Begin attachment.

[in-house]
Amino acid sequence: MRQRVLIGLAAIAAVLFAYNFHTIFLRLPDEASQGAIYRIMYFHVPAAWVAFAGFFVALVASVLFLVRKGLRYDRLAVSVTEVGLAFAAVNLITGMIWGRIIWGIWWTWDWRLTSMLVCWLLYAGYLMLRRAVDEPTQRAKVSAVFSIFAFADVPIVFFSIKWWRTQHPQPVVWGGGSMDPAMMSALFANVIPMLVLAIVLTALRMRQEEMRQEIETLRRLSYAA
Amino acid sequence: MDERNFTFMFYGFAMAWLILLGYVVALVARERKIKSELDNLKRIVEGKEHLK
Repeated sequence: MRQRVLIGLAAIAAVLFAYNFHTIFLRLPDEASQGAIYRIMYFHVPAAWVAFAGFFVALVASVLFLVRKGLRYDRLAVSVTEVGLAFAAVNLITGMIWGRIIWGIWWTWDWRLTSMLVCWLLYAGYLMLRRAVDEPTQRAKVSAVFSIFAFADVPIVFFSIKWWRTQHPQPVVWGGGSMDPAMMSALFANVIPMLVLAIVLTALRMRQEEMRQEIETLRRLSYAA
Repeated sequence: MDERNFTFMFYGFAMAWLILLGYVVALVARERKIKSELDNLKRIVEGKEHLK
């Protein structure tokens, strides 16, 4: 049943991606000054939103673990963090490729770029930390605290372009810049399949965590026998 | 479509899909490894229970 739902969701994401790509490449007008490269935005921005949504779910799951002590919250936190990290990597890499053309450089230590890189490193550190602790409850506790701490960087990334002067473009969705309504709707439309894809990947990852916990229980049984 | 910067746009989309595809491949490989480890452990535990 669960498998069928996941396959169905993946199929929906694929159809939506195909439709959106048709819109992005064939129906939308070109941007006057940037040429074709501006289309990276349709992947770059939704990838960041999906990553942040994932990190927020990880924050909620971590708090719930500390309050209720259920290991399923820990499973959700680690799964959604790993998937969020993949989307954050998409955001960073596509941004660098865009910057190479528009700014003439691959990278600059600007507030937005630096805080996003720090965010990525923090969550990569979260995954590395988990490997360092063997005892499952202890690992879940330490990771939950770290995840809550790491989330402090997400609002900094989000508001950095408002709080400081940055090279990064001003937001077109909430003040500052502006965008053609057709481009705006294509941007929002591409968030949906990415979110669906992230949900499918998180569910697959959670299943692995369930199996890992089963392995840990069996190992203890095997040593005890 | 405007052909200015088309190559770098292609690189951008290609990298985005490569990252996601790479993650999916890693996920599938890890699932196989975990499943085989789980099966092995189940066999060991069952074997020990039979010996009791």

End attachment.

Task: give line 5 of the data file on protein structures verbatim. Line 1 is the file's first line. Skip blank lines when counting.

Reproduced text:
Repeated sequence: MDERNFTFMFYGFAMAWLILLGYVVALVARERKIKSELDNLKRIVEGKEHLK